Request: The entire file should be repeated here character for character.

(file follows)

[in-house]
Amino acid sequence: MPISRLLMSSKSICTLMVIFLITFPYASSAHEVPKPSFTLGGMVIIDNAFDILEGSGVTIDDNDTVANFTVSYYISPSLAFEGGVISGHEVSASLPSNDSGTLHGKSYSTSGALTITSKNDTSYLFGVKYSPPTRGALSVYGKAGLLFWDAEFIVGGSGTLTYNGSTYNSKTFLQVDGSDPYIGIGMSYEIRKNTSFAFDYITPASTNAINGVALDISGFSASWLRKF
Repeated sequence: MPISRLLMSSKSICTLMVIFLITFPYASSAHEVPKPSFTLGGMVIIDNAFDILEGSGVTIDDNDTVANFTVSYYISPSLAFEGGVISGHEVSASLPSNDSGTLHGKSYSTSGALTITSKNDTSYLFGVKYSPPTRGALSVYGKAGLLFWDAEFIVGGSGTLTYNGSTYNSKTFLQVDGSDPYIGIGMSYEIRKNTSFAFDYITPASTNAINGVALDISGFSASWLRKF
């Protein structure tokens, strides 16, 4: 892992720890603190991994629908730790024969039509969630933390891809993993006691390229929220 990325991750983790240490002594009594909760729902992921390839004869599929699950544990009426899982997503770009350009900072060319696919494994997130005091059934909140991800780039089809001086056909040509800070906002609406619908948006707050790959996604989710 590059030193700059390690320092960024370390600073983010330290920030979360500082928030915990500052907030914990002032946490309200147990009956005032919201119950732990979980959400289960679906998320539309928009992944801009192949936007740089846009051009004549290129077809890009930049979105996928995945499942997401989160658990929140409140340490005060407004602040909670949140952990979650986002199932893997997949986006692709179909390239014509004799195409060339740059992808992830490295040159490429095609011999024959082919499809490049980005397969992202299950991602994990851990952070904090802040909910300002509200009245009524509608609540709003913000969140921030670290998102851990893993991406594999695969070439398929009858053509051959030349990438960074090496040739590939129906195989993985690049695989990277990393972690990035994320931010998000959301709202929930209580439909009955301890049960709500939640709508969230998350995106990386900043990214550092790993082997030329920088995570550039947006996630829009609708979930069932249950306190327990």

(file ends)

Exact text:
[in-house]
Amino acid sequence: MPISRLLMSSKSICTLMVIFLITFPYASSAHEVPKPSFTLGGMVIIDNAFDILEGSGVTIDDNDTVANFTVSYYISPSLAFEGGVISGHEVSASLPSNDSGTLHGKSYSTSGALTITSKNDTSYLFGVKYSPPTRGALSVYGKAGLLFWDAEFIVGGSGTLTYNGSTYNSKTFLQVDGSDPYIGIGMSYEIRKNTSFAFDYITPASTNAINGVALDISGFSASWLRKF
Repeated sequence: MPISRLLMSSKSICTLMVIFLITFPYASSAHEVPKPSFTLGGMVIIDNAFDILEGSGVTIDDNDTVANFTVSYYISPSLAFEGGVISGHEVSASLPSNDSGTLHGKSYSTSGALTITSKNDTSYLFGVKYSPPTRGALSVYGKAGLLFWDAEFIVGGSGTLTYNGSTYNSKTFLQVDGSDPYIGIGMSYEIRKNTSFAFDYITPASTNAINGVALDISGFSASWLRKF
């Protein structure tokens, strides 16, 4: 892992720890603190991994629908730790024969039509969630933390891809993993006691390229929220 990325991750983790240490002594009594909760729902992921390839004869599929699950544990009426899982997503770009350009900072060319696919494994997130005091059934909140991800780039089809001086056909040509800070906002609406619908948006707050790959996604989710 590059030193700059390690320092960024370390600073983010330290920030979360500082928030915990500052907030914990002032946490309200147990009956005032919201119950732990979980959400289960679906998320539309928009992944801009192949936007740089846009051009004549290129077809890009930049979105996928995945499942997401989160658990929140409140340490005060407004602040909670949140952990979650986002199932893997997949986006692709179909390239014509004799195409060339740059992808992830490295040159490429095609011999024959082919499809490049980005397969992202299950991602994990851990952070904090802040909910300002509200009245009524509608609540709003913000969140921030670290998102851990893993991406594999695969070439398929009858053509051959030349990438960074090496040739590939129906195989993985690049695989990277990393972690990035994320931010998000959301709202929930209580439909009955301890049960709500939640709508969230998350995106990386900043990214550092790993082997030329920088995570550039947006996630829009609708979930069932249950306190327990």